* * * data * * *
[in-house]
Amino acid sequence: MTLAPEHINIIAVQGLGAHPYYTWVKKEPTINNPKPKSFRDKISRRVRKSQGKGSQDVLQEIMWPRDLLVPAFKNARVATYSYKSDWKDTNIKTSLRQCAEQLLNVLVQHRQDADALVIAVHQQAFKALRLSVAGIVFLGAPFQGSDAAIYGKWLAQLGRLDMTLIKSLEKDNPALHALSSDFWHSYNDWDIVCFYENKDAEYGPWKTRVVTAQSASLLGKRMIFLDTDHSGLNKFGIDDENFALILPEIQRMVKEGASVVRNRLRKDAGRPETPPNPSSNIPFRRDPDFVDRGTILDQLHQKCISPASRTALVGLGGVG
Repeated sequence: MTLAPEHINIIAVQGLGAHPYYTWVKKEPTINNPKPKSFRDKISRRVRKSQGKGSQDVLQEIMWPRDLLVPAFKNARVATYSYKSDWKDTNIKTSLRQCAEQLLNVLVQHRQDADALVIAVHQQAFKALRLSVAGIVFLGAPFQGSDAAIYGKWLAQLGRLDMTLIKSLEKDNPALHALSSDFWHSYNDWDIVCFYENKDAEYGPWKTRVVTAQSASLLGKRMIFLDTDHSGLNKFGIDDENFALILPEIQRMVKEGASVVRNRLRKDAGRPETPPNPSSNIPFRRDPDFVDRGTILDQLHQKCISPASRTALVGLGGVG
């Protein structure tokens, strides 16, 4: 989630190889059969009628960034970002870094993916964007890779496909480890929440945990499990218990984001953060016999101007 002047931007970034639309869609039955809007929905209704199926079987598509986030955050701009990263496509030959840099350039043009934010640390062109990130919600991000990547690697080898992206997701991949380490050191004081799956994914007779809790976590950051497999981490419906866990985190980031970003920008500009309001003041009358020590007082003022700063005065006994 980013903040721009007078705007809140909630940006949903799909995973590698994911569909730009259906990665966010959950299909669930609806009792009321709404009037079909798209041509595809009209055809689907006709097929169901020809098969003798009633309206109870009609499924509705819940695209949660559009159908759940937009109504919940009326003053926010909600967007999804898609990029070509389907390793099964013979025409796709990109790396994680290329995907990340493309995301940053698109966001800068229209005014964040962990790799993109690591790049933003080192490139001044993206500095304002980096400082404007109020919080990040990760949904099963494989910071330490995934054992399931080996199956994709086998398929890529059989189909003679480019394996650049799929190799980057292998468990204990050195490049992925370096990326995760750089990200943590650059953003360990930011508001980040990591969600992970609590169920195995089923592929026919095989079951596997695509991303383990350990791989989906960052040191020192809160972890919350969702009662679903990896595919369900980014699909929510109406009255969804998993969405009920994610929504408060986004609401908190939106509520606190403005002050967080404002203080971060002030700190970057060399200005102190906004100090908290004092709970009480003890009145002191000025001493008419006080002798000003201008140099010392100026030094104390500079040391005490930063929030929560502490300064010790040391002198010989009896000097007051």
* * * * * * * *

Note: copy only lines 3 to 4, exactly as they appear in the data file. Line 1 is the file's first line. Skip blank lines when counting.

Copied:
Repeated sequence: MTLAPEHINIIAVQGLGAHPYYTWVKKEPTINNPKPKSFRDKISRRVRKSQGKGSQDVLQEIMWPRDLLVPAFKNARVATYSYKSDWKDTNIKTSLRQCAEQLLNVLVQHRQDADALVIAVHQQAFKALRLSVAGIVFLGAPFQGSDAAIYGKWLAQLGRLDMTLIKSLEKDNPALHALSSDFWHSYNDWDIVCFYENKDAEYGPWKTRVVTAQSASLLGKRMIFLDTDHSGLNKFGIDDENFALILPEIQRMVKEGASVVRNRLRKDAGRPETPPNPSSNIPFRRDPDFVDRGTILDQLHQKCISPASRTALVGLGGVG
């Protein structure tokens, strides 16, 4: 989630190889059969009628960034970002870094993916964007890779496909480890929440945990499990218990984001953060016999101007 002047931007970034639309869609039955809007929905209704199926079987598509986030955050701009990263496509030959840099350039043009934010640390062109990130919600991000990547690697080898992206997701991949380490050191004081799956994914007779809790976590950051497999981490419906866990985190980031970003920008500009309001003041009358020590007082003022700063005065006994 980013903040721009007078705007809140909630940006949903799909995973590698994911569909730009259906990665966010959950299909669930609806009792009321709404009037079909798209041509595809009209055809689907006709097929169901020809098969003798009633309206109870009609499924509705819940695209949660559009159908759940937009109504919940009326003053926010909600967007999804898609990029070509389907390793099964013979025409796709990109790396994680290329995907990340493309995301940053698109966001800068229209005014964040962990790799993109690591790049933003080192490139001044993206500095304002980096400082404007109020919080990040990760949904099963494989910071330490995934054992399931080996199956994709086998398929890529059989189909003679480019394996650049799929190799980057292998468990204990050195490049992925370096990326995760750089990200943590650059953003360990930011508001980040990591969600992970609590169920195995089923592929026919095989079951596997695509991303383990350990791989989906960052040191020192809160972890919350969702009662679903990896595919369900980014699909929510109406009255969804998993969405009920994610929504408060986004609401908190939106509520606190403005002050967080404002203080971060002030700190970057060399200005102190906004100090908290004092709970009480003890009145002191000025001493008419006080002798000003201008140099010392100026030094104390500079040391005490930063929030929560502490300064010790040391002198010989009896000097007051």